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THE SEDAUA WEEKLY BAZOO. TTJESNDAaT, DECEMBER 16, 1884.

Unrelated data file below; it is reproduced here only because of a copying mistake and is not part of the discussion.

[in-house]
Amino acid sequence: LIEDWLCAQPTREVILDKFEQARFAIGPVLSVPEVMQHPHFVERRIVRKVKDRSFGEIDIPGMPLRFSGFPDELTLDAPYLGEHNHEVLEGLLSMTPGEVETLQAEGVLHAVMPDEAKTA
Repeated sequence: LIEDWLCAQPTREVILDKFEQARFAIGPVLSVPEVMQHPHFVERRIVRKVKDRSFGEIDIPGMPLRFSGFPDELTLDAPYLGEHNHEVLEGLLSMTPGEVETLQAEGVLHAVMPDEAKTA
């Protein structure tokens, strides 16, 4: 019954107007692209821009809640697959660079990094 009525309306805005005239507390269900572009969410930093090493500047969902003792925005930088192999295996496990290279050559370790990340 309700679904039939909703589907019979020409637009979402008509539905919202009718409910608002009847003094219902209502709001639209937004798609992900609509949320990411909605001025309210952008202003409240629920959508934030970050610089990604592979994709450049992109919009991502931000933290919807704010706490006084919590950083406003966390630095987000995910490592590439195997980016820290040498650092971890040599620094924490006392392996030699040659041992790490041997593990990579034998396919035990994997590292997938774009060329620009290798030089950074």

l Written lor the Sunday Morning Bazoo. SUN AND SHADOW. Some lives are filled with sun and shine, . And nothing ever Mulder bars The tender blue of Ht-aven's line, Than molten glow of perfect stais. Seme pathways li beside the flow Of quiet lakes and 6itging brooks, And seasons calmly tome and go Thro, soundles dells and quiet nooks. "While tome God he?p each darkened life Stand ever 'neath the clouds of fate, Ard stroggm g forward vainly strive To stem the weild's relentless late. Some treed the path of thorns beside The sullen pool and turb.d stream, .A nd davs and woe's are ho alied They" seem a dreadful waking dream. Oh , Some in gladnees, some in woe, So has it been since time bean; So will it be till death's lat throe Proclaims eteruitv is won. And hearts that grieve can only trust, Somewhere beyond is sun and shine nd bleseduess fr God is just, -.ml measures lives b love divine. P.osa Peablb. -SOCIETY NEWS. Any items of interest suitable for this depart .cient, from bedaiia or neighboring places, are re st'euuJlvfcoliciua. "We want a vivacious, active aud cheerv l&dv correspondent in all the neighbor i ng towns" tributary to Somalia. Address all such eoinniumcauons to Rosa Pearle, society reporter Bazoo olhce, bedalia, ilo. The hUU of the we.ith.tr last werk pro hibited aayihing like gayety in the world of toe etj, aud the record tuutt necessarily be brief until the holiday season nickcs its jdvent. It is predicted that this will not Ik; as gay as usual, owing probably to the "hard units," which pater lamiiies just now are reveling in as an ex cuse for not replenishing the empty purse of uiaier lamiiies and her winsome daugh ter. SEDAUA. Mrs. Bertie Atkinson is the guest of her relatives in Tipton Mis. E. B. Boydm, of St. Louis, is the queit ot relatives in this city. Mr. ard Mrs. M. Suliivan, of Kansas City, were in this city Wedntsday. Mrs. Mary Gilchrist, of Kansas, is the .guest of Mrs. . J. Brown, of East fcedalia. Mr. Judge Shirk, cf this chy, was Le guest oi liier-ds in Warsaw lafct week. Miss Ella Messerly returned from a visit ith htr sisters at California .last week. MLfS Agues Feeks returned last week from a pleatant visit with friends at War rensburg. Mrs. Auguste Schmidt, of Jefferson City, was the guest of Mrs. E. H. Morgan, last week. Miss Eva Gentry came home last week from a visit with friends in St. Joseph and Kansas City. Mrs. F. Farr, of Jefferson City, passed through here Thursday ea route to her home from Warrensburg. Mrs. Susan Swallow, who was the guest of Mr. W. M. Jolly's family, left last wetk for her home in Ohio. Mr. and Mrs. Septimus Martin, of this city, have removed to Mexico, Mo , where they will in future reside. Mr. and Mrs. H. B. Bothwell expect to take -possession of their new home on Broadway iu about ten days, Miss Alice Tavlor. who has been visit t leg m Sedalia for the past fix months, left 1 1 A 1 . 1 lor ner nome in Arkansas last wees. The Ohio street Methodist church ladies had a pleasant meeting at Mrs. Chas. McLaughlin s on Ohio street last Thurs day. TVTifiR Isabel Daniel, who is the miest of friends in Kansas City, was personalized . t . 1- ! J T? .11 .i among omers wno witnessed jMnma addou Friday night at the Coates' opera house. The opera was "Traviata." The members of the Presbyterian church had a social at the residetce of J. O. White last Thursday evening. About .fifty gueBts were present The ladies had a large- number of pretty Christmas articles for sale. The house of Ex-Mayor C. E. Mes serly, welcomed the arrival last week, of Sl lovely baby boy. He will be named C E. Messerly Jr., and a host of friends hope he may grow, flourish and live long and happily. Miss Mary Buchwalter, who was a pretty and vivacious 6chool teacher in this city last year, was married last "Wednes day to Mr. Y. Dennis, of Cleveland, Ohio. The wedding look place at the residence of the bride's cousin in Sprinfield, Ohio. At the university contest for the J. E. Barrett prizs of $50 in gold, Mis3 Lydia Kent won the first prize awarded to the young ladies, Miss Hattie McKean the sec ond. Mr. E. E. Brandon, of Salt Springs, received first prize awarded to the gentle men, Mr. Curry, of this city, the second. Mr. W. P. Tucker and bride, nee Olive A, Sue3s, formerly a well and favor ably known young lady in this city are now at home in Winfleld, Kansas. Their Wedding took place in Denver, Colorado, at the home of bride's uncle, Maj. Henry Suess, A pieasanl party was given at Germa nia hall last Thursday evening in honor of Mr. and Miss Mahurter. of Ohio. A choice supper was served at Heskman & Teubner's 3iew restaurant on Ohio street. Gregg's orchestra furnished the music, and a very -enjoyable time was had by the tweaty-five guests. The marriage of Miss EUie Branham of this city and Mr. S. C. Higgins of Houstonia, took place at the Park hotel last Thursday afternoon in the presence ot about twenty relatives and friends of the parties. The newly wedded Mr. and Mrs. Higgins left for their future home at Houstonia Friday eveuing. Miss Alice Lansden, of St. Louis, whose beautiful singing elicited so much praise here last spring, will sing a solo at a parlor musicale given at the residence of Mrs. Miles Sells, 3517 Lucas avenue, St. Louis, to-morrow evening and also assist at a con cert given by the Choral society on the 23, .at thejexposition building. A pleasant company were entertained -at the residence of Mrs. fcrould bturgis m f Vie western uart of the city, last week. A very elegant supper was served and the evening whiled away pleasantly. Among ih quests were: Mr. and Mrs. D. H. Smith. Mr. and Mrs. Geo. (Jummings, Mr. and Mrs. J. M. Clute, Mrs. Parsons, Mrs. "Rarmrwik. Mr. and Mrs. Perry and quite a number of others, probably twenty -five in all. The Good Templars of this city, gve ; a pleasant social at the refidence of Mr. James Bottoms last luesday nignt, at which a large number of persons enoyed themselves to their heart's content: Mr. and Mrs. H. M. Wagner, Mr. and Mrs. John Stark, Mr. and Mrs. A. D. Fisher, Misses Ida Hirsch, Hester Allen, Ida Gar ber, Carrie Eucker, Nellie Stark, Gussie Hill, Mollie O'Brieo, Messrs. a Blandon, C. H. Goodman, W. A. Birchfield, J. R. Buchanan and a number of others. Prairie Queen Lodje No. lS,Brotherhood of Railway Brakemau have very tasteful in vitations out for their first annual ball and banquet which will be given at Sicher's park Thursday envening, Dec. 18th. The committee of arrangements are Messrs. Paul Vermillion, Geo. E Lindsay, E. E. Biglovr, Frank O'Brien, Geo. F. McUnl loch. Committee on invitation, Wm. Young, E. J. Stubblefield, Juo. E. Doreey, W. J. Condon, C. P. Hale. Committee on recepti'-n, O. H. Lawton, J. Thompson snd W. A. Ferguson. Year by year the novelties for Christ mas grow more beautiful in finish, more artistic in design. One Eees exquisitely beautiful creations in delicately tinted plushes, the most noticeable of these per haps being plush toilet cases lined with shaded satin and the toilet articles finished in the new amber celluloid which is like congealed sea spray or tinted frost. There are also plush manicure pets, albums and the prettiest things imaginable in Christ mas cards which Easton & Demuth, the popular book tellers, display to tLe ad m ring gaze of all who call there. "WEDDINGS. Miss Stella Harding vas married to Mr. Deacon on last Wednesday, at Ccr thage. Bishop Robertson officiated. Miss Alice Thomas, of California, Mo., a young lady well known hero, was mar ried Wednesday to to M H. H. Hitchcock, also of California. Mr. Wm. H. Whimple, and Miss Mat tie Davis were uaikd in marriage last Tuesday evening, at St. Joe. Mr. Whim pie is of the firm of Whimple & Son, a very popular young business man, and Miss Davis is the accomplished daughter of Senator R. T. Davis. Mr. Leo. S. C. Ladiah, of the Sporting Globe, and Miss Josie A. Payne, daughter of Col. M. J. Payne, were married at 5 o'clock Tuesday afternoon, at 20S West Tenth street, Kansas City, in the presence of immediate relatives, by Rev. J. E. Rob erts. Mr. and Mrs. Ladish left Tuesday evening for the east, expecting to be gone some time. - Oa Wednesday morning, Dec. 3d, 1384, at 10 o'clock, Mr. Clark Bower, of Holden, Mo., and Miss Birdie Edwards were united in marriage at Mt, Htrmon church in the presence of a Lrge audience, Mr. J. G. Edwards and Miss Ava Bower, being the attendants. The sermon was pronounced ! by the Rev. Alfred E. Rodgers in one of i the most beautiful and impressive styles. A Roman Catholic priest, formerly sta tioned at Havre, France, by name 31. 1' Abbe Le Mesle, was married the other day in London to a Miss Loisel, daughter of a wealthy b inker at Paris. The wedding ceremony was performed by spjeial license by the Rev. P. Ahier, incumbent of the French Angelican caurch. It is the inten tion of the uridegroom to work with Pere Hyacinth in his work of Catholic reform in Paris. COMING WEDDINGS. Mr, Herman Smith and Miss Ella Tennille, will be married Thursday even ing, December 18th. The wedding of Miss Annie Livingston, daughter of Mr: and Mrs. W. J. Living ston, of Windsor, will take place Tuesday evening, December 16th. Miss Rosa Rose, daughter of Mr. and R J. Rose, will be united in marriage to Mr. R. B. Donaldson, of this city, Wednes day afternoon, December 17th. The marriage of Miss Emma B. Stotls, daughter of Mr. and Mrs. Frank Stotts, will take place at their residence, No. 1S23 Fourteenth and Kentucky, at 8 o'clock, ia this city. The groom, Mr. Nelson T. Bel las, is a well known young business man of this citv. IiATE FASHION NOTES. All brown furs are in high fayor. The beef-eater hat is again worn in England. High full shoulders are the rule for dressy wraps. A fashionable and beautiful rare fur is the sea otter. The long sealskin dolman is the mid winter wrap. Porphyry is a new shade between brick and garnet. Chenile trimmings are in favor both for bonneis and dresses. Hudson- bay sable tails form the bor ders of many fine fur wrap3. Very beautiful are the white felt hats brought out for little children. The fur lined circular remains in fa vor, but it is not a fzshionabls cloak. Persian lamb, Astrakhan and gray krimmer are all popular cheap furs. In lieu oi seplskm jackets snort man tles of sealskin will be worn this season. Among new lining furs comes a long, crinkled, white fleecy fur called Chiness. Muffs are sold to match capes, fichus, collars and pelerines of seal or other furs. Necklets of velvet, satin, metal and all sorts of materials are worn by women, young girls and children. All fashionable wrap?, long or short, are held in at the waist line in the back by straps of ribbon or elastic. Children's garments retain the puffed moliere front, and a bunch of shirring in the back is added this winter. There is a revival of taste for the deli cate 3thetic colors, and the newest jerseys are brought out iu these shades. The fastenings of mantles and cloaks of seal are carved antique heads in wood or stained ivory or fine passementerie. Capotes and Fsnchons without Etrings are worn, but for all that a strmgless bon net ia not in good taste. If one objects to strings she should wear a hat. Society Elsewhere. BUTLER. Miss Ida Wood accompanied her brother-in-law, W. R. Sherwood, to Oma- h, Neb., last Monday, where she will re side in the future. Miss Ida has hosts ot fiinds in Butler who regret to psrt with her. and wish her unbounded success in her new home. Dr. A. C. Franklin and wife left for Washington county, Kentucky, Monday evening, where they expect to make their future home. Miss Maggie wilt visit friends in Butler until after the holidays and then join her parents. COLUMBIA. Jacob Broadwell is oa a visit to his sister, Mrs. S. S. Laws. C. B. Rollins left last Monday for he south. He will visit New Orleans. State Auditor John Walker and wife left Tuesday for Jeff City, where thsy will reside. The Christinas holidays of the univer sity will cover only nine davs. The boys talk cf a "strike." John W.Harris and Ed. T. Rollins left on Monday lor Champaign, Illinois, lo attend the redding of Virgil M. Harris. Col. W. F. Switzlcr came home Suu day from Indianapolis, where he speut ihe week on a vi-dl to Yice-Piejident bkcl Thomas A. Hendricks. The ladies of the Eipssopa! Church Guild, will open a doll fair on x:exl Satni day, when all kinds can be obtained, prices ranging from ten cent6 up to 3. R-;v. Dr. John D. Yeocil, of St. Loui, who is here on a Yis?t, preached one of his eloquent sermons to an appreciative au dience on last Sunday night. Miss Miunie Russell gvve two recita tions at the amateur entertainment, at ifie opera house on last Monday night. She is much adiniied here for her elocutionary ability. She will give a reading cn moct Monday night nssisfed by her pupils. Lieut. Barroll, U. S. X , who is here oa a visit to his sister, Mrs. Wilkie, and who has only recently returned from abroad, lectured to an apprecintive an dience, last wek on the subject of Jap2n, Its Early History and some of the Manners and Customs of its People." L&st week eight young l-adies, Mis3?s Moss, Mathews, Lenore, Bates, Bsss An derson, "Winans and Shields, organizc-i a club at tho home of the latter. They call themselves the U. B's. and many are try ing to guess at the meaning of the cabalistic symbols The Statesman has interpreted ''Unmarried Beauties," while the Herald has it "Unmarried Belles." CLINTON. Mrs. F. M. Green is visiting her friends and relatives in St. Louis. Hunnewell, Kansas, will enjoy the presence of Jdiss Beitie Bauta, of thi place, for several weeks. She is visiting friends at that place. Mrs. I. N. Jones returned last week from a visit to her mother at Greenvill?. Ills. The old lady was quite 111 when ehe got there, but is recovering. Frank Corder, of JJattoon, Illinois, a relative of Mrs. A. B. Hopkins, the Elling tons and Hamblins near Brownington, is making a visit to Clinton. Mr. W. F. Uric and wife, of Kansas City, arrived Wednesday morning in re sponse to a telegram notifying them of the sad deah of Mrs. Hancock, mother of Mrs. Urie, who many of our readers knew cs Miss Jakee Snowdeii. W. W. Jackson, Esq., and dcushter, Miss Allie of Clinton, attended the wooden wedding of Kev. S. D. Givens and ladv, of Johnson, last week. Rev. Gray and lady received a number cf nice presents. A splendid supper was served. The host and hostess, assisted by Mr. Sam GilliUud, en tertained their company royally. Mra. O. is a daughter of Mrs. Jackson. WARRENSBURG. Sleighing has become the order of the hour. The Normal school will close for the holidays Friday, Dec 19th. The grand jury of Johnson county visited the Normal school Tuesday last. Miss Lavina Ewing has returned from a visit to relatives in the north part of the county. Mr. and Mrs. John J. Cockrell are visiting friends in Pleasant Hill and Kan- sasCity. Mr. S. P. McClem and wife, of Ohio ire visiting the family of Judge Wm. McClean, west cf town. The ladies of the Christian church cave an ovster supper at the Eads Hotel Friday evening, Dec. 12. A Roller Skating Masque Carnival will be given at the rink in Empire Hall Saturday evening, Dac. 20th. The society ladies of this city will give a Leap Year Phantom party at the Tyler Hotel Friday evening, Dec 19lh. Miss Bettie Zoll, who is teaching in the-Knobnoster public school, spent Satur day with her parents m thi3 city. Finis C. Farr, of Jeffersbn City, is by the bedside of his mother who is aged and very ill at her home on Culton street. Rev. W. H. Rogers, of Kansas City will preach in the First Presbyterian church to day, morning and evening. Mr. Hugh Robinson and wife, of For est City. Mo., who wera married in that riM j -i . r City on anureaay, are visuing relatives here to-day. The board of regents of the slate nor mal school held a very interesting busi- ness meeting nere . juonuay, wnicn was attended by all the members. Miss Naona Cruse, of Knob Noster, who has been attending the Normal, was suddenly taken ill of fever, Wednesday. She left for her home on the evening train. The ladies of the Christian church gave an oyste r supper at the Eads hotel Friday night, which was largely attended and proved to be quite an enjoyable and remunerative affair. The Legislative committee were in town last Monday and Tuesday for the pnr pose of examining the Normal school. The committee consisted of the following: Sen ator J. M. Allen, Liberty, Mo.; Representa tive Henry Bond, St. Louis, and Represen tative D. A. Ball, Louisiana, Mo. Miss May E. Thnrber, of this ,city, and Mr. Ross Ferrell, of Leavenworth, I of Senator J. M. Ailen. of Liberty ; Rep resentative D. L. Ball, of Louisiana, and Representative Henry Bond, of at. Louis, paid the normal a lgal visit last Saturday. They were met by Senator Harmon and Representatives Kelley and Whitsett, of this county, and expressed themselves as highly satisfied with the manner of con ducting the school. TEADB AND TRAFFIC. KICU HILL. Dell Cobb has arrived iu the Kas., were mrried at th residence of the bride's parents here on the 7th inst., Rev. L. M. Berry, of the Baptist church, offi ciating. The bride was the recipient of a very handsome piano for a bridal present. The l3gi3lat'iYe committee, consisting Mrs city. A social party was given at the residence of W. H. Sperry last Monday evening. Miss Oailie Dale returned home lo El dorado Springs Monday, after quite a pro tracted visit with tile family of Mr?. Pruit. Mrs. W. E. Pierce and cousin, Mis Maggie Sinip3on, returned from thetr visit to Hot Springs, much improved la heuhh. Mr. Pkrce is still engaged in his railroad work near Clialoa. Ch8rlev WestCDtt, brother-in-law of Mr. Hank Wise, with whom he baa been livir.g for the pist seven yeari, left last Saturday for a visit to Baxter Guriogs and Jopiin, with a view to locating ia one or the other of thoift places. Theskatin? canivnl at the Opera ho'152 rink last Thursday evening was quile a 6ucces3 b j-h as to atiendarue and icsult. A number of th? neatest skaters of the city (snd a few of the most awk ward ones) jarticiputed iu ih.2 exercises. STURGEON. F:?:nie Middlttoa, who has been visit ing at T::maroa, 1H., for sever&l weeks, has returned. D.-..B F. Brry, of Harrison ville, Mo., is visiting his siter, Mrs. J. Y. Kempar, ot this plicc. B. F. Ner.l and f imily left Thursday for St. Loukj where they will spend a week visiting and teeing the sights. W. O Gray, formerly of this place, but now a prominent attorney of Louisiana, Mo., was here visiticg his brother, II. L Gray, the past week. CALIFORNIA. J. G. Ehrhardt and daughter left for Boon vi lie Tuesday, visiting. John M. Lawson started for Kansas, Wednesday, visiting his daughter, Mrs. Kerfurlh. Mrs. Geo. R. Keiser and daughter came dorrn from Tiptou, Monday, visiting irieuds in this city. Mrs. Henry Graves, of Morean, reach Cnlifornia Tuesday ou her lelurn trom a visit to her father, Mr. Whitsker, in Kansas. Mrs. Maris Lan, of Mascoutah, III., reached this city Tuesday. She is the mother of Charley Schreiber, whose health remains very delicate. Miss BetlU McCullouch on her return from Boonville lo Jefferson City, Saturday, stepped off at our city, calling on Mrs. Jas. E. Hczell, and renmaed until Tuesday. IIAR. Mrs T. M. Perry's mother, Mrs. Hart well, of Kansas City, was here last we2k on a visit. Mrs. C H. Morgan aud family will accompany Mr. Morgan to Washington, on his return and spend the winter there. Mrs. N. McCutchen left on Wednes day over the Missouri Pacific railway, for aSevada, on a visit to her relatives at that nlace. The Lamar City Guards, the pride of our city, will give a grand masquerade ball on the night of the 24th inst., at their hall. The invitations are all printcd end ar rangements are being made to mke this the grandest success we have ever wit nessed. Progressive euchre is being introduced in Lamar. A party of this kind was held at Mr. and Mrs. Morgan's on Monday night. Miss Rose Smith won the first prize, a beautiful vase. Mr. Attwood, hav ing made the least points, won the package of chewing gum. LEXINGTON. Miss Alice Blair is visiting friends in Richmond. j Miss Lizzie Berryman has returned to : Kansas City. j Mrs. breach, of St. Louis, is visiting Mrs. !N. G. Bishop. Mrs. Hord is visiting friends at Leav enworth, Kansas. Miss Mary Price, who has been visiting in St. Louis, lias returned home Mis3 Ollie Fishback, of Lexington, Ky., is visiting friends nfiar this city. Miss Carrie Baehr, of Kansas City, i3 visiting friends and relatiwsin this city. Mr. Thomas M. DifJc-r, who has been visiting in Pennsylvar.ia, returned home last week. HNNIBAL Miss Maggie Hock is visiting in St. Louis. Mrs. H. W. Ellio't 1 ft for Bevier to day to join her hobDii, .ad where they will live for the futur. W. J. Hilton f nd family left on last evening for Quincy, and honi there to St. Joseph, where they will reside in the future. ' Mies Mattie Harrison Mt last Tues day night on an extended vidt to relatives in Winfield, Kas. GYor. M. Harrison accompanied her as far at Kansas City. MEXICO. Born, to Mr. and Mw. Chas. Powell, a son. Mrs. Dr. N. Allison, we regret to learn, continues very ill. An entertainment will ho given at the opera house, Tuesday evening, December 30th, under the fciipervi-ion of Mrs, R. Callaway, Mrs. Yorhics and others. Mrs. John T. Bruc, of Chardon, O., is visiting the famiiy of J. 2J. Baskett. B. F. Brown ind family, of near Lad donia, have removed to their new home at Hutchinson, Kas. Mrs. Williams, oi Mechanicsburg, O., who has been visiting her brother, ex Mayor J. B. Botkin, left for home Wednesday. Miss Jennie Fenton, of Baltimore, Md. Miss Lizzie Clark, of St. Louis, and Misses Ella and Lizzie Stewart, of Council Bluffs, Iowa, are the guests of Judge Ross and family. T. B. Anderson, Santa Clans & Co., jewelers, 205 Ohio street 9 22d & wtf. A Drummer's Description of The Cause of Complaint in Business Circles. Low Prices and Lots of Goods Offer Extra Inducements to Purchasers. "How is business ? inquired a reporter ol :t Jeatiiusr eastern drummer vesterdav. 'Well, I'll teil you, said the drummer, business, so far as tne selling ot goods is "on- eaied, whs r.ever better with me. I cake i;ts of orders and big ones at that, but the truth is there is not muh money in them. "How ii tha', don't vou get paid for them." "Yes, you bet we do. Nearly every order now-a-daya is cash. Therj is less credit busi.icss done than I ever knew be fore. Nearly every merchant demands csb orders. It is only once aud awbilelfiad on 3 who wishes to purchase on time. The trouble is margins ar? to small and goods o cheap thai it creates a great drag and mn who hive been used to ounting their j.rofrs uud per cent, b? thousands have to count tbem by hundreds now." uYo.i think, then, i: i not a lack of con uniptiMn, ever proo; ti n or lack of ii!0.it;y is ihe cause of the strain so much c.;Ki plained of?" "It is my deli'erate corivtitiou it U all owing to r.n unsettling of valuations?" ''W:.:tt do ycu think will he the result?' Fro'ii this 03 thtre will be a nvirked improvement. Everything is at bedrock now and almost every bianch of industry Ipts fcdjns.ed its-lf to the situation. The K-xt trouble will be a surplus of money aad cash will gj begging, unless prices jump up all at unce to keep pace with the supply. But IT: tell you, vou don't want a long disquisition ou this subject. To prove I am correct, just you go up town and ask every merchant you see, 'liow is lime jjst :.s you did me. I'll bet you a new bat every one of them will tell you dull! dull ! ariih a fact; as long as my arm. But if you ak them abjut their supply of goods they will till you they have the largest stock of goods they ever purchased Ask them abjut the price acd they will ttll you they can sell goods cheaper than ever ws known before. The fact is the merchants: expect big s!es aai they will have fhun, but prices have been so low they hve bean tempted to purchase morej largely than ever in their Lves. Its their big stocks that make them feel a little shaky, but you can just bit your boots thry are safe. They'll make a big profit pretty soon. But my train's going good bye." With this the cosmopolitm vendor jumped on the cars and was soon sleamiog west. Pondering on his queer assertions the scribe visit a large number of stores and is conviuced there is much reason in his re marks. Every branch of trade in this city shows the fullest lines of goods ever presented and prices aie lower than ever known be foie indeed, after pricing the numerous uecessilies of life, to say nothing of the luxuries and the endless display of holiday goods, one is led to wonder how a person of even ordinary physical ability can fail to find employment sufficient to keep him at least comparatively comfort able. SedAlia to-day has a supply of ev ery description of goods sufficient for all Central Missouri and many of them so low that if purchased at retail east, the freight would amount to more than the price of the goods and il is evident every citizen and the farmers will never have a better opportunity to supply themselves and they should take advantage of it before the rush of busiuess causes a reaction and drives prices up to the old standard. Horsford's Acid Phosphate, Valu able in Indigestion. Dr. Daniel T. Nelson, Chicago, says : 'I find it a pleasant and valuable remedy in indigestion, particularly in overworked men: SCHOOL BOOKS. What the Sedalia School Board Says Concerning Them. A reporter called upon the various mem bers of the Sedalia school board to ascer tain, it possible, what would be their prob- j able action in regard lo the selection of school books for the next five years as re quired by law. Nearly all of them were seen and each expressed the same opinion, "that no action, whatever, would be taken. The result of which they say will be to continue the present series indifinitely and j to leaye the board free to act in the event j the legislature shall make any changes in j the present law. The members of the board were also unanimous in expressing the opinion that the present law was very defective, its only merit being the five year j clause, which gave a sursease to the con tinuous agitation of the matter. The objectionable features, however, were very numerous. First, a lack of uniformity throughout the state, or even in counties, caused much confusion, and necessitated a complete change of books whenever a family re moved their residence beyond the range of the schools in which their children had been in attendance. Second, it places the matter of textbooks under the control of publishers and permits outrageous extortions. Third, it prevents the booksellers from being able to purchase in large quantities from any onepublisher, and compels them to keep small lots from numerous houses, thus increasing the cost to the consumer in order to save the retailer. Professor Culley and a number of other teachers were also seen and expressed like views. The booksellers also made the same com plaint, and so far as Sedalia is concerned tnere seems to oe no amerence oi opinion as regards the desirability of a change in the present school law. As to what that change should be there was a difference of opinion, some maintaining the state should take into its own bands the preparation and publicition of the books, and others that a committee consisting of the state superin tendent, a number oi school commissioners and representatives should formulate the siylc and character of text books, and the secretary of state should award the contract for furnishing them to the lowest and best bidder. A number of other suggestions and facts were revealed which will here after b- published, when it is definitely known what action is likely to be made among the school boards of the state. This, however, may ba said : One of the school board stated that the average cost in this city was about $2 per annum per scholar for text books, while in St. Louis, where a contract is made direct with the publishers, thi cost for the same books is but 70 cents per scholar. AN INSANE1 WANDERER. A Crazy German Woman With out Friends or Money. Thursday night there arrived at the Wordeman house a German woman of small stature and thin visage, apparantly about 40 years of age. She applied for lodging and it was furnished her. Friday night she went to the depot, saying she de sired to go off on the train, bhe failed to do so, however, and again returned to the house last night. She repeated her visit to the depot and when the midnight train came in she got ou the cirs, but immedi ately got oiFag:in and went into the depot. A reporter, noticing her peculiar actions, attempted to ascertain, if possible, some clue to her identity, but soon became con vinced that she was insaae. She first stated she came from Kansas City, but declined to blte where she wished to go. When asked what her name was she replied: 4Do 1 owe you anything?" After much persuasion she gave her name a3 Mary Blanton and stated, she de sired to go to Warrenton. where she said, she Lad relitives . After the train left, she was again visite i by the reporter and officer Fifer and after much peruasion in duced to co back to the Werdeman house for the night. After arriving there and iiaving more closely pressed as to her identity, she began to cry and said she had a brother residiug at Little Rock named Louis Greishaber and desired to have him notified of her whereabouts. She is evi dently crazy, and efforts will be made to ascertain where she belongs. A telegram was sent to Little Bock last night, making inquiries, and it is probable something will be learned to-day concerning ber. She ought to be looked after in the meantime by some of our good German ladies who can speak her language. HEADLIGHTS. Eugine No. 256, in charge of Engineer Morgan, and pulling passenger train No. 5, Taylor conductor, broke a driving rod coming down Laferty hill yesterday after noon The engine pulled the train to this city and was taken to the shops. The train was delayed twenty minutes by the accident. Marshall, Mo.,Dec.l3. An effort is be ing made to have a railroad built from t lis place to the coal fields twelve mile3 south of this city. The owners of the mines, Bush & Walker, are willing to as sist any home or foreign company in building the road. They hare on their tract over thirty acres of bituminous and csnal coal, and some time ago a shaft was sunk fifty-two feet into the deposit. If the ro id is built the mines will give employ m mt to hundreds of miners. The people of " Lexington are well pleased over the following order which has recently been made by the railroad com missioners: "Il is ordered that tbat part of tin Pacific railroad lines extending from Sedalia by way of Lexington and Inde pendence to Kansas City, be declared to be in class A, as defined by section 831 re vised statutes of Missouri. This order to take effect from and after January 1st, 1S85." This is gratifying to the people, as it makes a reduction In the passenger rates from four to three cents per mile. OUR NEIGHBORS. Marshall, Mo., is happy. It has just opened a pork packiog establishment. Henry Little, of Malta Bend, dropped hi3 little powder in the fire and now he is a little indisposed as a result of the little explosion whicn ensued. The sad death of Miss Alma Bishop of Miami, in St. Louis has cast a gloom over the people of that section rendered doubly severe by the manner ol her death. Three men of Hannibal, Mo., killed 1 JOO ducks in a week. One man shot 89 in one day. Some hunters drove to Hanni bal with a wagon loaded with ducks to the sideboards, like corn. The Bazoo, with its usual enterprise, presented the people of Pettis county with spienaia cui .oi meir court nouse last wees:. The Bazoo never fails where enter i rise tells. Boonville Topic. The preliminary trial of the Terrill bjys was held at Browning Thursday. It WK3 lxciu ltciv&c; uuxio viauj r? awaa oj Lewh for the prosecution and M. A. Fyke for the defense. The trial resulted in the release of Andrew aud the commitment of Josephu3 to appear at the term of the cir cuit court. A bond was hxed at the sum of $5,000 which will be given shortly. Pettis county is about to form a Short Horn Cattle Association. Good. "Why can't Cooper county have a Thoroughbrea Cattle Association aud admit breeders of all pure blood stock? We have such breeders as Leonard, Combs, Ormrod, Wal lace, "Walker, McMahans, Carpenter and many others. There is no reason why Cooper county should not have an associa tion. Let us hear from you, gentlemen. Boonville Topic. A proposition is on foot in Browns ville, to establish a college at Sweel Spring, and at a meeting of the citizens on Tuesday the following proposition sub mitted by D. W. Marmaduke, on behalf of the Sweel Springs company, was taken un dar advisement. The Sweet Springs com pany agree to erect on their grounds for the sum of $15,000, a substantial, commod ious building, and to fully equip the same for college purposes ; the money to be re paid by annual instalments in seven years, at the end of which time the building, is to become the property of the Sweet Springs company , plan of the building to be as may be agreed upon between the company and the citizens : mortgage on th property to be given by the company to se- cure the payment of the money. The school to be under the control of a citizens,